Present circumstances overwhelm our consciousness and impact the choices we make every day. However, our choices today have lasting repercussions. In theory, we know this perfectly well. Yet, with shocking regularity, we make decisions based on the mood of the moment, which hurts our long-term interests.
This deep-seated culture of here and now needs to pave way for an innovation culture. Materialistic interventions to solve today’s social-economic problems will never work because the problem isn’t really a material one to begin with. One has to start at the level of ideas.
In 1998 for instance, cell phones were scarce, and the world was warming up to the Internet. Today, internet has changed almost every aspect of our lives-from the way we communicate, to how we consume news, shop, navigate and entertain ourselves. Currently, as a result of innovation, millions of people from across the world are enjoying conveniences in digital payments; banking and insurance products, healthcare and education, among others.
Innovation is far from an exciting activity that one indulges in once in a while but a way of life. It’s a mindset of problem solving, researching, experimenting and most importantly implementing. To foster innovation, one must create room to fail, learn and re-attempt. Significant change in the country will only be achieved through overcoming the cultural barriers that inhibit innovation.
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Kenya is already making significant steps in nurturing innovation culture. As a growing economy, innovation is a major catalyst in accelerating Kenya’s development.
In today’s inter-connected world powered by technology, communication, big data and artificial intelligence, energy is a major component; it makes everything possible. Demand for energy in developing and emerging economies is reaching unprecedented levels owing to growing population, rapid urbanisation and industrialisation.
By 2040, the world will require up to 30 per cent additional energy than it needs today. It is important to note that as the demand increases, conventional solutions to energy supply become unsustainable due to climate change and other factors. Given the challenges, there is need for higher levels of technological and non-technological innovation in production and supply of energy.
We are entering spaces which will demand smart cities, homes, buildings, energy efficient industries, transportation infrastructure and civilian mobility. New innovation systems are therefore required for seamless delivery of energy. At the same time, it is increasingly becoming necessary for businesses and companies to re-invent, rethink and re-imagine strategies.
Countries that succeed invest a lot in hard work and continuous research to solve problems, they re-invest their gains for tomorrow. It is a nation’s attitudes, hopes and sense of what life is about that produces an economy that either flourishes or flounders. The path to reforming an economy shouldn’t hence wind through material aid, it should go through cultural assistance in creating an innovation culture.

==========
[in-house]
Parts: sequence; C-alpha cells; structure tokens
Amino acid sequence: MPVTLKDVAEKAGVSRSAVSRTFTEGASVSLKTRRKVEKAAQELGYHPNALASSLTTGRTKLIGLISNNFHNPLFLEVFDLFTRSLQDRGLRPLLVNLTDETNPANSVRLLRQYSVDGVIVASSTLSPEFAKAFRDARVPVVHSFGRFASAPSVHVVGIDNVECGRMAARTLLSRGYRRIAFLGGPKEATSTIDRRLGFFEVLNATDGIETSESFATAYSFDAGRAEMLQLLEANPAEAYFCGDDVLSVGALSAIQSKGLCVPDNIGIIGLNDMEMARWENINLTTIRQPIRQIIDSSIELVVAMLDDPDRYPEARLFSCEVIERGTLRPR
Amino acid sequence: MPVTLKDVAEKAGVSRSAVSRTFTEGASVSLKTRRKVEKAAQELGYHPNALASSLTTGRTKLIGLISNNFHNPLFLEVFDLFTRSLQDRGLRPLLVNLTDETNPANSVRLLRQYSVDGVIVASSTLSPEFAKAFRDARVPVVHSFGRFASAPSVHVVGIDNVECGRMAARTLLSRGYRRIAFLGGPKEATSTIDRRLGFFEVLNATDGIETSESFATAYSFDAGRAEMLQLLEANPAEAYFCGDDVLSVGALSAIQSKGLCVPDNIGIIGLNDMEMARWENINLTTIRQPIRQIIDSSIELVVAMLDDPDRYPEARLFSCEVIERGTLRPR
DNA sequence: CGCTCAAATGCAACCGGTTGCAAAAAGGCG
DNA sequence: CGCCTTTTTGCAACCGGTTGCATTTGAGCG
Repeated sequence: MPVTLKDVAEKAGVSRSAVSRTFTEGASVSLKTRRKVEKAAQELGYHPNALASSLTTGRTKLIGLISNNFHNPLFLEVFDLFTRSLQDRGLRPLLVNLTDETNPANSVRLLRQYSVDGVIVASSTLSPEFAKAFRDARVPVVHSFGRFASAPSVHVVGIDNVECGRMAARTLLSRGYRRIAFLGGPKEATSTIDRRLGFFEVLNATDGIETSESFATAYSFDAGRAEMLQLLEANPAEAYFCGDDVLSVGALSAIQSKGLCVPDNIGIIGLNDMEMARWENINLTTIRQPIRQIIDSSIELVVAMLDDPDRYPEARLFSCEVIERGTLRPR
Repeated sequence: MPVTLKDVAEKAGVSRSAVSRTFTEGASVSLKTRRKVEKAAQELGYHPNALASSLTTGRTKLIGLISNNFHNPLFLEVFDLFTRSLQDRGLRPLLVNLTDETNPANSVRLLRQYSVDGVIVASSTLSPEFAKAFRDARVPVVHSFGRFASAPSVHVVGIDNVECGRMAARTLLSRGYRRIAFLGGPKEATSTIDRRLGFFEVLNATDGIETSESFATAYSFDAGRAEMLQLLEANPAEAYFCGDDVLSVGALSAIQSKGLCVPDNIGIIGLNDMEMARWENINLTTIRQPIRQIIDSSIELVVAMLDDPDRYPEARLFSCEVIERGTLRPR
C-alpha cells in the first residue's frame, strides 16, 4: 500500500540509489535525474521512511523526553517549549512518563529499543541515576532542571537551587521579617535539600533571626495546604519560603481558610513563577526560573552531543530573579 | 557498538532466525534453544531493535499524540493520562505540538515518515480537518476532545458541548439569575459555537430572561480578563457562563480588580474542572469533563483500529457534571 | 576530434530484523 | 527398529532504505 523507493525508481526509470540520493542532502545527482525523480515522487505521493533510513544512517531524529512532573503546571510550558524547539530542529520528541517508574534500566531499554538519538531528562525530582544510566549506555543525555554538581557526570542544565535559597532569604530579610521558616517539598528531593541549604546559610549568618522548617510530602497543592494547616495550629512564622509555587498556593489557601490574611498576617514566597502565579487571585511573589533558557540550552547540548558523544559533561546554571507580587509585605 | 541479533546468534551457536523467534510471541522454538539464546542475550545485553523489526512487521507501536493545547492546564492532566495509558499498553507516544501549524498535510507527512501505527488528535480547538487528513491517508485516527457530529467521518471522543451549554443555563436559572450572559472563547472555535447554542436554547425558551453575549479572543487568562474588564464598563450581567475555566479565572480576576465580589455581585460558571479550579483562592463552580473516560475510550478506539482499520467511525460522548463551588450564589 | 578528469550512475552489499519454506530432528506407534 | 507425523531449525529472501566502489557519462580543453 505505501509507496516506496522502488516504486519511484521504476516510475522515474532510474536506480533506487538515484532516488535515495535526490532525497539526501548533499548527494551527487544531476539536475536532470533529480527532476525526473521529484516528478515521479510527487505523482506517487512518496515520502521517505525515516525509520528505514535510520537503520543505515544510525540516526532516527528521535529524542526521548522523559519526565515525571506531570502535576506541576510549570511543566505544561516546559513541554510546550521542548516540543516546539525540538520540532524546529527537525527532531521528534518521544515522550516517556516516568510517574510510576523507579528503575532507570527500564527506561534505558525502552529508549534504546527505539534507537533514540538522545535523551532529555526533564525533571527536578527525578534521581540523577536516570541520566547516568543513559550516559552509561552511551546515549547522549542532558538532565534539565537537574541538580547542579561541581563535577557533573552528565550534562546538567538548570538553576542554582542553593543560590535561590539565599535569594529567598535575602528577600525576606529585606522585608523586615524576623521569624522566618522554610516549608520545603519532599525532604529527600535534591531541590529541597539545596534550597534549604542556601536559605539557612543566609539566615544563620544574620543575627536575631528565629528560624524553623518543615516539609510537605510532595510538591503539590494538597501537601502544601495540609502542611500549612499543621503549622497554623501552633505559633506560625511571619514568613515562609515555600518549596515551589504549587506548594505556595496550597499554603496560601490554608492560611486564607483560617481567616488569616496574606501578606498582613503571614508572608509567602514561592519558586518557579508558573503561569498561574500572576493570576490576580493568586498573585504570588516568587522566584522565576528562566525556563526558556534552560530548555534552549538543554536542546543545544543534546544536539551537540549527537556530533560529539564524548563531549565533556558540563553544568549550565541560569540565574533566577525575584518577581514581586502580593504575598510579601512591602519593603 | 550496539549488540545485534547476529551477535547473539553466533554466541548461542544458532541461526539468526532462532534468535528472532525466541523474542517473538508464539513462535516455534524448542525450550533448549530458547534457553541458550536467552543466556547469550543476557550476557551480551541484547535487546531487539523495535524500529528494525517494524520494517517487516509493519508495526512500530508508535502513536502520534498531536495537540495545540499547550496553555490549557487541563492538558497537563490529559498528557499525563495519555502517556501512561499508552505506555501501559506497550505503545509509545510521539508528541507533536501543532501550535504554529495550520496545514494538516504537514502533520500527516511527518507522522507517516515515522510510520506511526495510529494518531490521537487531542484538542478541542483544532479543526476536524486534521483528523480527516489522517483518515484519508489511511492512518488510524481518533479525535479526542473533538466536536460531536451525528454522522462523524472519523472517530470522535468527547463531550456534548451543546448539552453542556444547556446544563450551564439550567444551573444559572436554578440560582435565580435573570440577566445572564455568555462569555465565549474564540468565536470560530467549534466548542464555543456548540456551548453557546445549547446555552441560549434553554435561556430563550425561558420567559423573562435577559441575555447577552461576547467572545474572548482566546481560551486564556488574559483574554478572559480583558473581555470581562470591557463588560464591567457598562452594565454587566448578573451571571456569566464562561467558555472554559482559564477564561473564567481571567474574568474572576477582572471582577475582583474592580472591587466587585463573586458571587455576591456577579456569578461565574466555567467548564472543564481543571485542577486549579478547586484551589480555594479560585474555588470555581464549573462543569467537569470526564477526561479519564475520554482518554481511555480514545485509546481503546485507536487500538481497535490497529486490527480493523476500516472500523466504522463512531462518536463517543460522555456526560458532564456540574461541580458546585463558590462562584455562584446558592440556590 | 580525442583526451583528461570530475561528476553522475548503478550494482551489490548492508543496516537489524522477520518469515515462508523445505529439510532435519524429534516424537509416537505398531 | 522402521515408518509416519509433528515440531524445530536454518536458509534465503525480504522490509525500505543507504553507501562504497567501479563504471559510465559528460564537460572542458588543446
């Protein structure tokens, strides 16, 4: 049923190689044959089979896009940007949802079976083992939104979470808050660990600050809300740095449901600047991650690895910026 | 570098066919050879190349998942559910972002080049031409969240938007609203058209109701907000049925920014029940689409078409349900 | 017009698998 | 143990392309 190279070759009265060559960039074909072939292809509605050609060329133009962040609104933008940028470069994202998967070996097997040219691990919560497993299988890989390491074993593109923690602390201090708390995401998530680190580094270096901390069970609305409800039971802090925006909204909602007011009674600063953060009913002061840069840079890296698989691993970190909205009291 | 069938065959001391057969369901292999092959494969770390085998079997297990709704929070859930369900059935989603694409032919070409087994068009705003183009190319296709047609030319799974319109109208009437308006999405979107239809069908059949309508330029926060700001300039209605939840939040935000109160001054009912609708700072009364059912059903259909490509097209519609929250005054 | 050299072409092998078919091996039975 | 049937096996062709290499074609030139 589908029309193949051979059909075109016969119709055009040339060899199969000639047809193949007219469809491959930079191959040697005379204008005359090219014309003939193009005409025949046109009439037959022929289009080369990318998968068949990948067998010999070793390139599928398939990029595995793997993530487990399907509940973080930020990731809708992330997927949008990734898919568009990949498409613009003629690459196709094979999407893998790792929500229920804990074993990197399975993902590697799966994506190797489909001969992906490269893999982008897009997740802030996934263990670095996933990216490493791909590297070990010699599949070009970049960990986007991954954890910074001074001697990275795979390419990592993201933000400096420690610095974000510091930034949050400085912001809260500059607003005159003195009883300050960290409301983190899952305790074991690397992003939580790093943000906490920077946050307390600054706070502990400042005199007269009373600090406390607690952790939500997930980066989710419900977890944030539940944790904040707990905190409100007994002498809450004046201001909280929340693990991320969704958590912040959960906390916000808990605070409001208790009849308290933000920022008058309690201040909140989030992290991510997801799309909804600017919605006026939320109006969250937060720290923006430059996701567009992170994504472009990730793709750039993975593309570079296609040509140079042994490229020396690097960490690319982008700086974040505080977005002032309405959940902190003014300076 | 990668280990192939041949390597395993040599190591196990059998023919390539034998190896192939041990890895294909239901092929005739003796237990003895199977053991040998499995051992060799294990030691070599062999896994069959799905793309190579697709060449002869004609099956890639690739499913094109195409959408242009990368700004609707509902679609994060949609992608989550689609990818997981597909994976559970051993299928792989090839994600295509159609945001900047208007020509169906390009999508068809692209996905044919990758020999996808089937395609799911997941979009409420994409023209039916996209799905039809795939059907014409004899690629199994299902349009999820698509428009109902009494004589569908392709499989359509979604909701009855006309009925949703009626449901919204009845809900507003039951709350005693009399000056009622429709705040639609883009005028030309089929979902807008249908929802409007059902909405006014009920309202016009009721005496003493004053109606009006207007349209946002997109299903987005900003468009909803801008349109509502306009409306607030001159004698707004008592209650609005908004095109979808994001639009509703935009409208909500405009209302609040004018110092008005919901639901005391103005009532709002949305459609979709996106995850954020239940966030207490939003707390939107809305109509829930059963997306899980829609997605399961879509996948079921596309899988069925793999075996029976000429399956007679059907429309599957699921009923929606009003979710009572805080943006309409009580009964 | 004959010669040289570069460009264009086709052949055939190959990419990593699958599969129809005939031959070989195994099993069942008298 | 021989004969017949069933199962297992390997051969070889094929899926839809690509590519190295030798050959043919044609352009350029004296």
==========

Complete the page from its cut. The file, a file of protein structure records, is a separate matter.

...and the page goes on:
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In order to drive innovation, it is imperative that organisations adopt the concept of employee-centred innovation, a strategy that is increasingly gaining ground across the world. This strategy best works when the organisation has a thriving knowledge-based culture, which engages all employees around communities of practice, which then enables them to remain informed and engaged. In such set-ups, innovation forms a key aspect of employee engagement enabling organisations to remain competitive, improve operational efficiency, reduce costs and create value for customers and shareholders.
Light bulb solutions
As East Africa’s leading energy producer, Kenya Electricity Generating Company (KenGen) is keen on developing innovative ideas in its quest to deliver electricity. The company has been able to mainstream innovation into the fabric of its business and gone beyond sporadic light bulb solutions to systematically integrate innovation in its conversations and actions.
These ideas include establishment of an energy park in Naivasha, commercial drilling services and outsourcing of local expertise to countries across the region, while progressing research in areas such as transformer manufacturing, solar manufacture and establishment of a calibration centre.
KenGen innovation engine revs up at three levels. The first involves its staff meeting one Friday every week to discuss innovative ways to deal with current and foreseen challenges. The second involves a bi-annual engagement and the highlight event is the Annual International Innovation Seminar.
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Given Kenya’s position as an innovation centre, we can bank on innovation to achieve economic growth for the country.
Mrs Miano is the Managing Director and CEO of KenGen